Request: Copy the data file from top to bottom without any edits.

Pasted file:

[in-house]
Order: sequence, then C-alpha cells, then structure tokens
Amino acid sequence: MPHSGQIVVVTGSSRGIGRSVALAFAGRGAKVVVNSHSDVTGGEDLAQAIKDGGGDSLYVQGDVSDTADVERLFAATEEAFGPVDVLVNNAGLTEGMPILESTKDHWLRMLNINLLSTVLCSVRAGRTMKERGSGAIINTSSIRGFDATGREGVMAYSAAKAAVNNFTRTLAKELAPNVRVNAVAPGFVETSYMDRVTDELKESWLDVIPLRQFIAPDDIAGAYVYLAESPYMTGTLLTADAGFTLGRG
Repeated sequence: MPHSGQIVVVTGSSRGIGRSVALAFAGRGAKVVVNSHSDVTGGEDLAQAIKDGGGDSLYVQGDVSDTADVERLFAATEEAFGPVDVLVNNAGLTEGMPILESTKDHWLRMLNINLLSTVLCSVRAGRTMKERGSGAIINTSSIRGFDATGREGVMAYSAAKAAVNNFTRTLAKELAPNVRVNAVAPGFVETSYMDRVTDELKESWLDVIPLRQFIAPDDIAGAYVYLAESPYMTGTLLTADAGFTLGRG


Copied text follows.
[in-house]
Order: sequence, then C-alpha cells, then structure tokens
Amino acid sequence: MPHSGQIVVVTGSSRGIGRSVALAFAGRGAKVVVNSHSDVTGGEDLAQAIKDGGGDSLYVQGDVSDTADVERLFAATEEAFGPVDVLVNNAGLTEGMPILESTKDHWLRMLNINLLSTVLCSVRAGRTMKERGSGAIINTSSIRGFDATGREGVMAYSAAKAAVNNFTRTLAKELAPNVRVNAVAPGFVETSYMDRVTDELKESWLDVIPLRQFIAPDDIAGAYVYLAESPYMTGTLLTADAGFTLGRG
Repeated sequence: MPHSGQIVVVTGSSRGIGRSVALAFAGRGAKVVVNSHSDVTGGEDLAQAIKDGGGDSLYVQGDVSDTADVERLFAATEEAFGPVDVLVNNAGLTEGMPILESTKDHWLRMLNINLLSTVLCSVRAGRTMKERGSGAIINTSSIRGFDATGREGVMAYSAAKAAVNNFTRTLAKELAPNVRVNAVAPGFVETSYMDRVTDELKESWLDVIPLRQFIAPDDIAGAYVYLAESPYMTGTLLTADAGFTLGRG